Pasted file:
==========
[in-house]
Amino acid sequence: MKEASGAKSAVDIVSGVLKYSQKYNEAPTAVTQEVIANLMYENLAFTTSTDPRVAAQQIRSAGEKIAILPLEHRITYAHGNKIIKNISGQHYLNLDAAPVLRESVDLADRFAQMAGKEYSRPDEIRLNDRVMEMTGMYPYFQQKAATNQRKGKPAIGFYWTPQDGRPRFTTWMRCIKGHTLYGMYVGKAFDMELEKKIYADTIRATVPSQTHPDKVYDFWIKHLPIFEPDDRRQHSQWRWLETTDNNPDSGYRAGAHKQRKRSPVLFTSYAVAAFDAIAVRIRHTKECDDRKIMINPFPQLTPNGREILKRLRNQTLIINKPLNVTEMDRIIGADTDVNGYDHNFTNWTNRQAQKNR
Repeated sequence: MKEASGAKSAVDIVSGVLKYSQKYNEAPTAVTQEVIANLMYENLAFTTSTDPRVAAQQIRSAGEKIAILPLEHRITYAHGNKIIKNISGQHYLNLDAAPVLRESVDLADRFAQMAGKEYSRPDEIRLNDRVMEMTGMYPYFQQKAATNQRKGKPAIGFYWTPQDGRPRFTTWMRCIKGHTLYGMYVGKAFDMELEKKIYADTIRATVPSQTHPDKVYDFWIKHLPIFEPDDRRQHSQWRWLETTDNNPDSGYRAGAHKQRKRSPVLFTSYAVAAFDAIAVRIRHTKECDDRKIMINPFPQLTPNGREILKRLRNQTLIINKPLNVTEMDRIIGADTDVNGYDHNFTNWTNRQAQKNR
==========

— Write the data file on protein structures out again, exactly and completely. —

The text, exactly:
[in-house]
Amino acid sequence: MKEASGAKSAVDIVSGVLKYSQKYNEAPTAVTQEVIANLMYENLAFTTSTDPRVAAQQIRSAGEKIAILPLEHRITYAHGNKIIKNISGQHYLNLDAAPVLRESVDLADRFAQMAGKEYSRPDEIRLNDRVMEMTGMYPYFQQKAATNQRKGKPAIGFYWTPQDGRPRFTTWMRCIKGHTLYGMYVGKAFDMELEKKIYADTIRATVPSQTHPDKVYDFWIKHLPIFEPDDRRQHSQWRWLETTDNNPDSGYRAGAHKQRKRSPVLFTSYAVAAFDAIAVRIRHTKECDDRKIMINPFPQLTPNGREILKRLRNQTLIINKPLNVTEMDRIIGADTDVNGYDHNFTNWTNRQAQKNR
Repeated sequence: MKEASGAKSAVDIVSGVLKYSQKYNEAPTAVTQEVIANLMYENLAFTTSTDPRVAAQQIRSAGEKIAILPLEHRITYAHGNKIIKNISGQHYLNLDAAPVLRESVDLADRFAQMAGKEYSRPDEIRLNDRVMEMTGMYPYFQQKAATNQRKGKPAIGFYWTPQDGRPRFTTWMRCIKGHTLYGMYVGKAFDMELEKKIYADTIRATVPSQTHPDKVYDFWIKHLPIFEPDDRRQHSQWRWLETTDNNPDSGYRAGAHKQRKRSPVLFTSYAVAAFDAIAVRIRHTKECDDRKIMINPFPQLTPNGREILKRLRNQTLIINKPLNVTEMDRIIGADTDVNGYDHNFTNWTNRQAQKNR